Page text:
NTSB lays partial blame on Apple for fatal Tesla crash involving employee
AppleInsider may earn an affiliate commission on purchases made through links on our site.
The U.S. National Transportation Safety Board in a hearing on Tuesday knocked Apple for failing to enforce policies that restrict employees from using smartphones while driving, a practice that could have saved the life of engineer Walter Huang.
In 2018, Huang was involved in a fatal crash in Mountain View, Calif., when the Autopilot system on his Tesla Model X failed to recognize an obstacle, plowing the car headlong into a highway barrier at 71 miles per hour. Two cars subsequently hit Huang's vehicle and the Tesla's high-voltage battery was breached, resulting in a fire. Huang succumbed to his injuries after being transported to a nearby hospital.
At the hearing today, NTSB classified Huang, who was playing a game on a company-issued mobile device at the time of the crash, as a distracted driver, reports CNBC. Both Apple and Tesla are partially to blame for the engineer's death, according to remarks made by NTSB officials.
Tesla was taken to task for failing to prevent misuse of Autopilot, a driver assistance feature included in its range of cars and SUVs. The system's forward collision warning system failed to alert Huang to the approaching barrier, nor did its automatic emergency braking system activate prior to impact.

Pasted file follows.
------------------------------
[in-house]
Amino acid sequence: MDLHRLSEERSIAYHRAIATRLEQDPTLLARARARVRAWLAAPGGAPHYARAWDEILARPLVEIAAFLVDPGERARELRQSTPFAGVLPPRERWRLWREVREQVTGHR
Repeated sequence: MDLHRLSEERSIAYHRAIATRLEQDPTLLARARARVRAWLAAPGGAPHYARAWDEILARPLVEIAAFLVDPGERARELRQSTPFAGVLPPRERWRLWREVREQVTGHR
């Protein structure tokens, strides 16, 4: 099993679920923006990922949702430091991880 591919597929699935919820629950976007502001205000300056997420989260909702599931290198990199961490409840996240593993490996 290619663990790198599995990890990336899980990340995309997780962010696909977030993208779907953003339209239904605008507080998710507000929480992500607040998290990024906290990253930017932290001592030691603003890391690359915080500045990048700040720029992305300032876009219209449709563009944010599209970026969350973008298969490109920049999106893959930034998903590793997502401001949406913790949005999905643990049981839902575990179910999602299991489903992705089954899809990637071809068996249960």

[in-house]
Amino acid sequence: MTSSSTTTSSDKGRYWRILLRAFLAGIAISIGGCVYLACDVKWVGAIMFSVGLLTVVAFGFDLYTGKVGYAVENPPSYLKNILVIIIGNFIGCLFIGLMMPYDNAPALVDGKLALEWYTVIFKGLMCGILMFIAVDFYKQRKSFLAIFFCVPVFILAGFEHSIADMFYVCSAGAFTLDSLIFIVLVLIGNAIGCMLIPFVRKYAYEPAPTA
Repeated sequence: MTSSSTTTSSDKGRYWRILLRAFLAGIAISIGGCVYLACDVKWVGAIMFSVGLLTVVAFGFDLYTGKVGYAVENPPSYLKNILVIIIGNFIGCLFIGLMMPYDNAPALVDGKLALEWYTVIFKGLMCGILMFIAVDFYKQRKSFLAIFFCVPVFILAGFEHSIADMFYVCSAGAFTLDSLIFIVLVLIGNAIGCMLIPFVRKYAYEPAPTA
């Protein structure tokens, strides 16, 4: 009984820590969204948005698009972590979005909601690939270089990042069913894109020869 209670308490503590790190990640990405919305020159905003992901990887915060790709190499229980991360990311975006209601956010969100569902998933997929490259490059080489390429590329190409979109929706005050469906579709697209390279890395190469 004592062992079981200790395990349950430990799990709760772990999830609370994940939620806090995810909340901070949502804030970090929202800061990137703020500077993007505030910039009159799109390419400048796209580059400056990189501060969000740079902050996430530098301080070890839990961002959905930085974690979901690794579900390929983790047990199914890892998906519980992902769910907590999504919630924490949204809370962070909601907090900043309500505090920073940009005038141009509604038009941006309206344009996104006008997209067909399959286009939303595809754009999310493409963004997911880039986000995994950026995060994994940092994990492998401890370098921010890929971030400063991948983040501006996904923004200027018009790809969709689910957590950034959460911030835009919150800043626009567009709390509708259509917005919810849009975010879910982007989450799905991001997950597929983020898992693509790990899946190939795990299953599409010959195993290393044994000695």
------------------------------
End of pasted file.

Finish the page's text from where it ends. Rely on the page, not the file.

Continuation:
Bruce Landsberg, a vice chairman for NTSB, called Tesla's Autosteer feature "completely inadequate." The feature is designed to navigate tight roads and keep vehicles in their lane while traveling at highway speeds.
The automaker has been criticized for muddying already murky automated driving waters with its Autopilot branding. Consumers are either not clear about vehicle automation limitations or disregard warnings that require drivers to supervise onboard systems at all times and intervene when necessary.
Tesla's Autopilot is classified as a level 2 automated system, far from a theoretical level 5 self-driving car capable of acting as a user's personal chauffeur. Still, as noted by NTSB Chairman Robert Sumwalt, Huang was "using level 2 automation as if it were full automation."
Sumwalt also laid blame on Apple, saying in a statement, "The driver in this crash was employed by Apple — a tech leader. But when it comes to recognizing the need for a company PED policy, Apple is lagging because they don't have such a policy."
The comments dovetailed with NTSB arguments revolving around employer responsibility. During the hearing, NTSB officials noted companies need to enact strict policies prohibiting the use of cellphones while driving. Apple currently lacks such rules.
"We expect our employees to follow the law," Apple said in a statement to CNBC.
Beyond corporate measures, NTSB argued a case for technological solutions like a lock-out mechanism that restricts mobile device access when a vehicle is in motion. Apple's has incorporated such capabilities into its iOS mobile operating system with a "Do Not Disturb While Driving" option, but the feature is disabled by default.